Princess Diana’s first Trooping the Colour in 1981 was filled with drama and controversy.

At that time, the Princess of Wales made headlines after she became the first non-member of the royal family to join the British clan at the event. Princess Diana was still a month away from marrying Prince Charles, but she was already granted permission to join the carriage procession.

The mom-of-two rode the carriage alongside Prince Andrew while Prince Charles went on the parade on horseback. After the short procession, Princess Diana also made her first Buckingham Palace balcony debut with the other members of the royal family.

But this wasn’t the only major thing that happened during the Trooping the Colour of 1981. Years ago, a teenage boy fired multiple shots in an attempt to assassinate Queen Elizabeth II. Luckily, none of those shots hit Her Majesty.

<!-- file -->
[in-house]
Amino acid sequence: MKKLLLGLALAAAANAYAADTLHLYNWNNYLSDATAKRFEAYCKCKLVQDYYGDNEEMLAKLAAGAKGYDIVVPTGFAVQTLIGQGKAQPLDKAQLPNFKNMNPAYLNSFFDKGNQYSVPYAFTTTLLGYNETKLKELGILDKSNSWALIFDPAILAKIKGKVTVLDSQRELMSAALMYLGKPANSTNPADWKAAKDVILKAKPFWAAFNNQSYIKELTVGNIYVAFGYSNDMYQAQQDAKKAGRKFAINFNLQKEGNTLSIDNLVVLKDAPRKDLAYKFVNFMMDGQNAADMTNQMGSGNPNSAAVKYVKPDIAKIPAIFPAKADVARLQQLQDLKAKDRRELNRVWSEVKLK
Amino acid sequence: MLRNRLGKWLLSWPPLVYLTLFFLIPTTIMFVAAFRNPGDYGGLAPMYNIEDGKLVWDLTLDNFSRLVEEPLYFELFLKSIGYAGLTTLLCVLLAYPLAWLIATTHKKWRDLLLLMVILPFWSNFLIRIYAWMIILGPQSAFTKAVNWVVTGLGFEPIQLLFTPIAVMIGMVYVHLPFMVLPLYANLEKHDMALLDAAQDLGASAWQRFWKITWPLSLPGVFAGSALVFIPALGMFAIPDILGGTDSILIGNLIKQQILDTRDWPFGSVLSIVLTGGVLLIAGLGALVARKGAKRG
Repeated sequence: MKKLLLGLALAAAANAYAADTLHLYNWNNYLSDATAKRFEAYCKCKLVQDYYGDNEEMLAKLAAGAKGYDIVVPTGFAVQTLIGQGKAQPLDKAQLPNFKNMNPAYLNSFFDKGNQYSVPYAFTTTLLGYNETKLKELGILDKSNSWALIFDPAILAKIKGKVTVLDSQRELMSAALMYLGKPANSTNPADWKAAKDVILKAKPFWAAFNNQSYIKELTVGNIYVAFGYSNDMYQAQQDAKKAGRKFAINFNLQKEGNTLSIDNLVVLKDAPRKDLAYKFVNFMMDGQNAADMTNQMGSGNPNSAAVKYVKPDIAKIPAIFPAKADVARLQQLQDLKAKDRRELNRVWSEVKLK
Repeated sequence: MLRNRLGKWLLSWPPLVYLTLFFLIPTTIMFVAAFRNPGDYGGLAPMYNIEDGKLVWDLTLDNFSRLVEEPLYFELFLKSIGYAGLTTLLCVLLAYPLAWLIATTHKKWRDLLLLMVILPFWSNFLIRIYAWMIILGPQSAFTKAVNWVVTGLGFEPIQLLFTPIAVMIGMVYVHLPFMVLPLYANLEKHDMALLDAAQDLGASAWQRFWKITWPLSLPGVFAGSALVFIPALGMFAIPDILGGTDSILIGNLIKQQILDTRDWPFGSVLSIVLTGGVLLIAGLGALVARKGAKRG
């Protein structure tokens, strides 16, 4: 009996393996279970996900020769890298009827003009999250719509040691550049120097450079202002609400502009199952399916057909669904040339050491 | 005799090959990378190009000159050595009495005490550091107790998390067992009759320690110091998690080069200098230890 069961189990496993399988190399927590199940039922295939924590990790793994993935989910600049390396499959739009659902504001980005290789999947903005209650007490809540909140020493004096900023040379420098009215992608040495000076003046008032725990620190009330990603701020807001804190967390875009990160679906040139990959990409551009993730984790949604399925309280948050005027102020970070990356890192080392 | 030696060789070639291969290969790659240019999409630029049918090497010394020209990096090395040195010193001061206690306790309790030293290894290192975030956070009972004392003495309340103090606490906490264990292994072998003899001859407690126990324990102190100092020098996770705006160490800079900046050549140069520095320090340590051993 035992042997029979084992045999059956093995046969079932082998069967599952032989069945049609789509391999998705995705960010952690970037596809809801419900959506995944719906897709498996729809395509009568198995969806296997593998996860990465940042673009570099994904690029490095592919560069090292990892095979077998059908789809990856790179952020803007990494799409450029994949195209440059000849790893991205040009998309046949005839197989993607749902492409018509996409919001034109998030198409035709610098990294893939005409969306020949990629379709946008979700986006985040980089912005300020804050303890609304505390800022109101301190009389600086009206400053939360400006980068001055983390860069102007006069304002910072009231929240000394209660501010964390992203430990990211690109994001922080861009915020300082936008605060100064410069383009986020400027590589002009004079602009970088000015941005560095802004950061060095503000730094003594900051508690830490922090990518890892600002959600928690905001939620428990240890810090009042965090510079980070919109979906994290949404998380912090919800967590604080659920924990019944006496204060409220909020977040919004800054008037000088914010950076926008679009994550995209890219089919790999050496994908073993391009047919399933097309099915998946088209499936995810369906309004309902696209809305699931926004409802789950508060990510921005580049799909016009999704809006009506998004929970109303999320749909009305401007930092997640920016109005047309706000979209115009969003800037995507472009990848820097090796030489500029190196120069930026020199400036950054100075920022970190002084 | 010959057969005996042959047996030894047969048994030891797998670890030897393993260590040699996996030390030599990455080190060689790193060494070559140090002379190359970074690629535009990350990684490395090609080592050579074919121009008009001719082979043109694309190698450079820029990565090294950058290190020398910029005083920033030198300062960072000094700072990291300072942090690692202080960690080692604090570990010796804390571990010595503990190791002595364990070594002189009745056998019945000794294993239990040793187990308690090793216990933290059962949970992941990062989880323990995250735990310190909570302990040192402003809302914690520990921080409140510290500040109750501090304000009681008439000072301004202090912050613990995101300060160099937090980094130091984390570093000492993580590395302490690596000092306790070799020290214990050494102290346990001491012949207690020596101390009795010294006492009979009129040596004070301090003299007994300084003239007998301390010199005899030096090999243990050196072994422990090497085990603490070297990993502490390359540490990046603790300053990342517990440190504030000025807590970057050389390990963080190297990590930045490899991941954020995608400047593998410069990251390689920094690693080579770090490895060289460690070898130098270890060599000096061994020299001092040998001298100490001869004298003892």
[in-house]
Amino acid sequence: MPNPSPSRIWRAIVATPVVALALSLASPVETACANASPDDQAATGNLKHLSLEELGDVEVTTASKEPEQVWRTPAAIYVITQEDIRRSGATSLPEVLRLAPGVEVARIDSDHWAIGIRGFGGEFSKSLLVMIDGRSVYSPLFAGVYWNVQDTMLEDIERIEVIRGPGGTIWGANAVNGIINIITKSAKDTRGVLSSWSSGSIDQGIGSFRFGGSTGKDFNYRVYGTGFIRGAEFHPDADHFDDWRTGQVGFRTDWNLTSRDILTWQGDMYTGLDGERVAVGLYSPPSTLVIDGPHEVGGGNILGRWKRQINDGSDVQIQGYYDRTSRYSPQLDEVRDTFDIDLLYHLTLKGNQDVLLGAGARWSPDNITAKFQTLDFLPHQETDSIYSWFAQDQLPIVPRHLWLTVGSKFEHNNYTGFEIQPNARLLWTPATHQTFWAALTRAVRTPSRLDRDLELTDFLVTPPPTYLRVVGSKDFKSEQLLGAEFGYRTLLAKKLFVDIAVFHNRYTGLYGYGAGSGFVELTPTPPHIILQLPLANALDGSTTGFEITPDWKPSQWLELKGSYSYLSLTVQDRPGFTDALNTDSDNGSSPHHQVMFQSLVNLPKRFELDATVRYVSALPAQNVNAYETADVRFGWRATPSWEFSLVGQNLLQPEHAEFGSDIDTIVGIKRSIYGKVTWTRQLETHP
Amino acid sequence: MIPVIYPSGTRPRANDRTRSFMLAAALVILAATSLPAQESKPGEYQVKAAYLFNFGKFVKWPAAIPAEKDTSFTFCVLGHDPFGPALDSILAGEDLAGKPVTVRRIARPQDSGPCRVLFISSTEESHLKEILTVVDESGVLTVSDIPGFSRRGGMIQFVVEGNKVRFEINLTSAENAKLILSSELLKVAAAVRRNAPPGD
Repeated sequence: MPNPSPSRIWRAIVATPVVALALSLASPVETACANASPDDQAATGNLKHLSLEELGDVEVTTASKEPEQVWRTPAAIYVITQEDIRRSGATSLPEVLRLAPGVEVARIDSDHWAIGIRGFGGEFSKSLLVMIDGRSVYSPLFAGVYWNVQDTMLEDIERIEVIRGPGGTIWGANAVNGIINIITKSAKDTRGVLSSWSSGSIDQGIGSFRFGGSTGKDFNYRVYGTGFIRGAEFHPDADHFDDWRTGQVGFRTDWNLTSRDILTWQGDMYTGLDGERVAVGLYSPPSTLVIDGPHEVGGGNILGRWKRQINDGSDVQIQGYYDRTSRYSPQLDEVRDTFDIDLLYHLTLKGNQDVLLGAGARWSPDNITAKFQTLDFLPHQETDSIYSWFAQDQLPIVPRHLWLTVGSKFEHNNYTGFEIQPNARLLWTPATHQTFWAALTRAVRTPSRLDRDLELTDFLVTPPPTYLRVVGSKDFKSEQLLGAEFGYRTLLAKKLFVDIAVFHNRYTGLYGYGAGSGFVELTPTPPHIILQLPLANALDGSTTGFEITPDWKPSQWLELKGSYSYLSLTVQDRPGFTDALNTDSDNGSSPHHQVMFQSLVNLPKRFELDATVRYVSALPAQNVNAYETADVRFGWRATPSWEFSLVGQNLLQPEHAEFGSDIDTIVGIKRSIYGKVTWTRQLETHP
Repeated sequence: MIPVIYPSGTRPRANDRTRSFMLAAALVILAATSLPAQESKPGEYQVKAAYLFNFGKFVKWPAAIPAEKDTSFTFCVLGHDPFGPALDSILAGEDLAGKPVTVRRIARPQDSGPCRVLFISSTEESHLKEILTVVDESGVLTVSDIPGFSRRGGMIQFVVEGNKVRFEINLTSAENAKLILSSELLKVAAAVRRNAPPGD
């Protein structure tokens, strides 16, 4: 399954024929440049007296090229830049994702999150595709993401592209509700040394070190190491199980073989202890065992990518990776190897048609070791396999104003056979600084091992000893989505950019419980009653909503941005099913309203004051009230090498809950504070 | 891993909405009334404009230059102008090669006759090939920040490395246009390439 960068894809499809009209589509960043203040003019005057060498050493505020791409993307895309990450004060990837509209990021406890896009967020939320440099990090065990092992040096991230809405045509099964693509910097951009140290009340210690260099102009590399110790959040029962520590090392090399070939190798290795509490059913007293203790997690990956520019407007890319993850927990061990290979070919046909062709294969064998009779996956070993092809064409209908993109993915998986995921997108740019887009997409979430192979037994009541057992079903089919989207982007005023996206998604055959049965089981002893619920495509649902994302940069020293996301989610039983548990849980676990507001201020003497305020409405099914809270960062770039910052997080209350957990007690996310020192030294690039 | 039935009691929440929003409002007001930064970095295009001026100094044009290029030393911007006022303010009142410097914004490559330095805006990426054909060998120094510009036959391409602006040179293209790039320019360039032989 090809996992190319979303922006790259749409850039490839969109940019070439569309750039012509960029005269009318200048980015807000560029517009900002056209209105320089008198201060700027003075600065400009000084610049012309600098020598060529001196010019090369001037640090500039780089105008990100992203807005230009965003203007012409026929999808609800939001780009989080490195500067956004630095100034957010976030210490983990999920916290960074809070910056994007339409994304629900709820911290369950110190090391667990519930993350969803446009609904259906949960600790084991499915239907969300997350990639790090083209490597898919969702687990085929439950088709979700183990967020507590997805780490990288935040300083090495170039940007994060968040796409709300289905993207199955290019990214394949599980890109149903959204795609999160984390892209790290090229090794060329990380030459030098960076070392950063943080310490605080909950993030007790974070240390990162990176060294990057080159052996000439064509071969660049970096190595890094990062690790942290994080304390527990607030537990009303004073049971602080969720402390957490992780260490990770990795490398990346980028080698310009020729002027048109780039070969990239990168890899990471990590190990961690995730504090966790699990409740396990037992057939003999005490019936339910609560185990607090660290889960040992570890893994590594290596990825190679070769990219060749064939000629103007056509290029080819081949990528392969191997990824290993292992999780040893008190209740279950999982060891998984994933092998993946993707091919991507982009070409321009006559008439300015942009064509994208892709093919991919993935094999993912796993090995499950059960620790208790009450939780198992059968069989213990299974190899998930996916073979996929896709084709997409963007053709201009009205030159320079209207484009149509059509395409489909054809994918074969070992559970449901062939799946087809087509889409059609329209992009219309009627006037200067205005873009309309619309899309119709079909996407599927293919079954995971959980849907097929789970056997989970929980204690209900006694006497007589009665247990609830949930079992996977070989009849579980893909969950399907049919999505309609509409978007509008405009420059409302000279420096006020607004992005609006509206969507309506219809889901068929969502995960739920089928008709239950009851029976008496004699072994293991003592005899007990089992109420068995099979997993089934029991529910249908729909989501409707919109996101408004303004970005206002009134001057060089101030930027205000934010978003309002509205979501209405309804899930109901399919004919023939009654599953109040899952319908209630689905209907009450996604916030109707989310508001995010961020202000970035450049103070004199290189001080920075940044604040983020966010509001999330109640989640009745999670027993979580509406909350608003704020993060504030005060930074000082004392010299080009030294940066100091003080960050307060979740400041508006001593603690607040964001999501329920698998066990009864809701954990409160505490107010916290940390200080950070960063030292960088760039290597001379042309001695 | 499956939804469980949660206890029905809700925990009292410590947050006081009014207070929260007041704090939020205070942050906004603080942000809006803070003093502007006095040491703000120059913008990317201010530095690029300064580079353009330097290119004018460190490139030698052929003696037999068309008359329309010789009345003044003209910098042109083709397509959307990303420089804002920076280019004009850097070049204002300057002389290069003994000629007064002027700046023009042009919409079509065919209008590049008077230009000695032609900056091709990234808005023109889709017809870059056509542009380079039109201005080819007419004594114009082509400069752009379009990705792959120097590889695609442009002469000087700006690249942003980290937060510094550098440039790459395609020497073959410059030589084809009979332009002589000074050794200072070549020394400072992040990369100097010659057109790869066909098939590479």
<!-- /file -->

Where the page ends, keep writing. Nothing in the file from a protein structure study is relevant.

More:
Marcus Simon Sarjeant was wrestled to the ground by the police after firing at least six more times. He was charged under the Treason Act of 1842 and was sent to prison for five years.

During an interview with his captors, Sarjeant revealed his motivation for wanting to assassinate the monarch. He said that he simply wanted to become famous, and he also wanted to be somebody.

Despite the shocking incident, the Queen arrived at the Buckingham Palace balcony looking calm and collected. The Trooping the Colour ceremony took place without any other mishap.

But since the incident happened just one month before Prince Charles and Princess Diana’s wedding, security concerns at St. Paul’s Cathedral heightened. Luckily for the royal couple, their nuptials pushed through without any problems.

Prince Charles and Princess Diana tied the knot on July 29, 1981. The Prince and Princess of Wales stayed married until 1996 before they officially got divorced. But as early as 1992, Prince Charles and Princess Diana were no longer living together at the Kensington Palace.